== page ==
Caroll (1991) has discussed about philanthropy in his CSR pyramid, Gummesson (2006) at the same time argues about the incorporation of ‗corporate citizenship‘ with charity. Vogel (2005) argues that ―doing good to doing good‖ is the old thinking of CSR. The under lying theme of corporate social responsibility is that business and society are interwoven rather that distinct entities (Wood 1991). Corporate social responsibility is fast gaining importance as more and more firms realize its value (Chaudhry and Krishnan 2007). For the first time brand owners all over the world have started thinking in terms of integrating its activities into their core business strategy and started assessing its impact on brand seriously.
Yuaan and Ning, 1999 argued that CSR has basically three basis which are Economic, Sociological and legal basis. These bases are foundation of the existence of CSR and are subject to across the board debate among theorists, researchers, and industry practitioners. The rationality behind taking economic as basis of CSR is obvious because every company is basically formed with the concept of profit maximization and it is an economic entity. Therefore fore it is eminent that CSR has to be co-related with economics of business. Research is still needed to find relationship between economics of an organization and CSR and efficiency during the long term process of the company so that a positive correlation of the two is derived (Yuaan and Ning, 1999)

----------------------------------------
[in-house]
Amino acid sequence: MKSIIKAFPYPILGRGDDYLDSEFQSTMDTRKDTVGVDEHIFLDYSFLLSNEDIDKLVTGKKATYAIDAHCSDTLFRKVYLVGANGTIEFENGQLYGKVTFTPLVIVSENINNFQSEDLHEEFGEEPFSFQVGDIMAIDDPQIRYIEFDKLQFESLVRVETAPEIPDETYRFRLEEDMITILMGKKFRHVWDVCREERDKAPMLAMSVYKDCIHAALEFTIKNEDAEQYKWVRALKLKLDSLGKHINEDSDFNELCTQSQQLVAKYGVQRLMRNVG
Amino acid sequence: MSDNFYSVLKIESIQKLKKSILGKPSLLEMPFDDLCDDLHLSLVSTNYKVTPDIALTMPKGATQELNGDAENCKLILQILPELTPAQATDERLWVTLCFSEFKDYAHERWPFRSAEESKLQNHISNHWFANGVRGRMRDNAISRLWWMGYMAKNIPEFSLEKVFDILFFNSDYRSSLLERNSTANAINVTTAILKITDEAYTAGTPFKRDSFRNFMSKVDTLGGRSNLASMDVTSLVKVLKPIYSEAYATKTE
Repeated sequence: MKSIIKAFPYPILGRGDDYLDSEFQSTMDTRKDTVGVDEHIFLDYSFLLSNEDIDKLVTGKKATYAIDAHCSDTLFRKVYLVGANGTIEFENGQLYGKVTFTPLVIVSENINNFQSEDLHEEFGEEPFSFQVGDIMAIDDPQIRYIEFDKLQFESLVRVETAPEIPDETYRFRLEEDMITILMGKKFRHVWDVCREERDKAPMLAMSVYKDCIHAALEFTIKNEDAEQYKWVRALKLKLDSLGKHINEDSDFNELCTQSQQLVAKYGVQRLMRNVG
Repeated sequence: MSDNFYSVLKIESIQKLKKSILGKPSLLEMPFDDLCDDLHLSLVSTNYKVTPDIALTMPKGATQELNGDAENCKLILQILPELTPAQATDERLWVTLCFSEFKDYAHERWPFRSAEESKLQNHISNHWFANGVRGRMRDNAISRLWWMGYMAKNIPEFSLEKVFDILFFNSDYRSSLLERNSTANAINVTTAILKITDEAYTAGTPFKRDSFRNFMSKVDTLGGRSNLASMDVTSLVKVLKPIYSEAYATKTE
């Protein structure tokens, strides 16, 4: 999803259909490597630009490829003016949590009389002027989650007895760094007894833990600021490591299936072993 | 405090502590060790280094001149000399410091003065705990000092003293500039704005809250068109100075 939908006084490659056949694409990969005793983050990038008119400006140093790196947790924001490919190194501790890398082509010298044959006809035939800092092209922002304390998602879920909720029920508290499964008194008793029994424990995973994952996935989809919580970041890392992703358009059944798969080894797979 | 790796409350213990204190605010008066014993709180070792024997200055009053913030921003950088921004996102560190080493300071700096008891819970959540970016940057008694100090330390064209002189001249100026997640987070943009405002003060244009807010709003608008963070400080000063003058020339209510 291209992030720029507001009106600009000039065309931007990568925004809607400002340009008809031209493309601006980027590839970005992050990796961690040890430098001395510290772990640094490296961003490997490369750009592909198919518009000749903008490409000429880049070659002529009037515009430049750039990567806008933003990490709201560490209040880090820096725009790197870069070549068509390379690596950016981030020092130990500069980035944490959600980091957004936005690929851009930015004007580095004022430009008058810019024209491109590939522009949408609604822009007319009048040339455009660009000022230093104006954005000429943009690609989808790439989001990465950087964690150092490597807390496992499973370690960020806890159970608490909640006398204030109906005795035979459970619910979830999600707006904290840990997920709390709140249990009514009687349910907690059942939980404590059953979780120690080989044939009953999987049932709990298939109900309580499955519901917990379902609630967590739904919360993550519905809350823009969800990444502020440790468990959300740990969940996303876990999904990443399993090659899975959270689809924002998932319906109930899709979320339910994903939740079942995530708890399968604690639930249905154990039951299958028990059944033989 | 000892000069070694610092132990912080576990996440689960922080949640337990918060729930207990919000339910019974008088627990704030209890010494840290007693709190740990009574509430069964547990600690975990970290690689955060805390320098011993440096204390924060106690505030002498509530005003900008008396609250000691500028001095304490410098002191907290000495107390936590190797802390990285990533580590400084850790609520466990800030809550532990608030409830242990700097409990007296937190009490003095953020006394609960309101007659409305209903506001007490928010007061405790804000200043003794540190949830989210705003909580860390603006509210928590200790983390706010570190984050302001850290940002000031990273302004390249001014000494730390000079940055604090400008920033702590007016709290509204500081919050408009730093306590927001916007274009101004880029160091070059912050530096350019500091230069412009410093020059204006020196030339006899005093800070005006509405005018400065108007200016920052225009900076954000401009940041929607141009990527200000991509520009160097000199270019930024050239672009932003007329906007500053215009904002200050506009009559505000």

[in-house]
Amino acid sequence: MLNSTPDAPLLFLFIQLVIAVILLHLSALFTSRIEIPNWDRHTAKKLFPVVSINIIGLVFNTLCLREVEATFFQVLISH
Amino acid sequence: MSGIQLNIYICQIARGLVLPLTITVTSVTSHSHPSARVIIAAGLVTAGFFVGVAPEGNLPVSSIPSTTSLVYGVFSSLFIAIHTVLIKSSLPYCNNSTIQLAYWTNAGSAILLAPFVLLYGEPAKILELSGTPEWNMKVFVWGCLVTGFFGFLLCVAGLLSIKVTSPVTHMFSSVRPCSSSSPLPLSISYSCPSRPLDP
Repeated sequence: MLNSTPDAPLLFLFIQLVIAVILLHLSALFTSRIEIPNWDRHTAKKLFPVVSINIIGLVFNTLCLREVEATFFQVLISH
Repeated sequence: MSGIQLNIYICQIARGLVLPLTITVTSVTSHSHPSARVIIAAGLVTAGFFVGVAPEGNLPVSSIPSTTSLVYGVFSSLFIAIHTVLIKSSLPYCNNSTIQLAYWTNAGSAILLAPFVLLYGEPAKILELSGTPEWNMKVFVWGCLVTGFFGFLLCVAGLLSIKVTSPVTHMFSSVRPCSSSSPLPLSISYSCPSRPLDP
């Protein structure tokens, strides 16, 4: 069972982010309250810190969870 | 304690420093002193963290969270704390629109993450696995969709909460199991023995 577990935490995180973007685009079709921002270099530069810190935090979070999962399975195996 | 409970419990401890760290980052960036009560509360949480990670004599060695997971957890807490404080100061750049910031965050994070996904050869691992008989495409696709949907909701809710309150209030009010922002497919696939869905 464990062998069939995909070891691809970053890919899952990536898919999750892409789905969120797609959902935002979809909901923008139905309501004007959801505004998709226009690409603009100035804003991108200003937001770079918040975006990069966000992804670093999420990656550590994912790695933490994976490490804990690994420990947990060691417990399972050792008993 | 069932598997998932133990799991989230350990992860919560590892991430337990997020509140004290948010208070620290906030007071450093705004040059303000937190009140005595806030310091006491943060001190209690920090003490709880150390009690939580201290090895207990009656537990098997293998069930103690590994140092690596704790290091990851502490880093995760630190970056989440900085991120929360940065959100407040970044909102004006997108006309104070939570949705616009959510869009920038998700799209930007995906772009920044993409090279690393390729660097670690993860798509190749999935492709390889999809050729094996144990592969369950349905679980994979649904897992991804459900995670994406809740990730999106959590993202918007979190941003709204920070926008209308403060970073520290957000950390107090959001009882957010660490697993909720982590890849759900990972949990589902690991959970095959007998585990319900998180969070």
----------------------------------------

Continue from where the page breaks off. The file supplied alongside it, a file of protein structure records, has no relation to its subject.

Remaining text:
The rationality behind making sociological basis of CSR is most important and it makes complete sense. Company is part of society from where it takes its most prominent input like human skills along with factors of production. Economic cycle impacts industrial process which in turn impacts social development process it either slows it down or speeds it up this will in turn impact. Social development relies on the growth of companies (Yuaan and Ning, 1999). The concept of giving it back to the society is not new; shedding away from the traditional concept of profit maximization it is now being said that companies must plough back some part of their profits into social development work.
The most debated basis for CSR relates to Legal basis of CSR. Yuan & Ning , 1999 argued that society will suffer if corporation embark upon making aggressive profits and in a process damage justice and fair rules of the society. It is understandable that company is a legal entity which has to abide by rules and regulations set by the Government. But the debate able point is that does abiding by rules comes under the domain of CSR? For example paying regular tax is CSR or making employee friendly code of conduct is CSR activity. Davis (1960) gave a very accurate description of CSR he described CSR as business decisions and actions taken for reasons at partially beyond the firm‘s direct economic or technical interest. This means that compliance with mandatory rules is not CSR as commonly believed. It is something that is done.

CSR Theories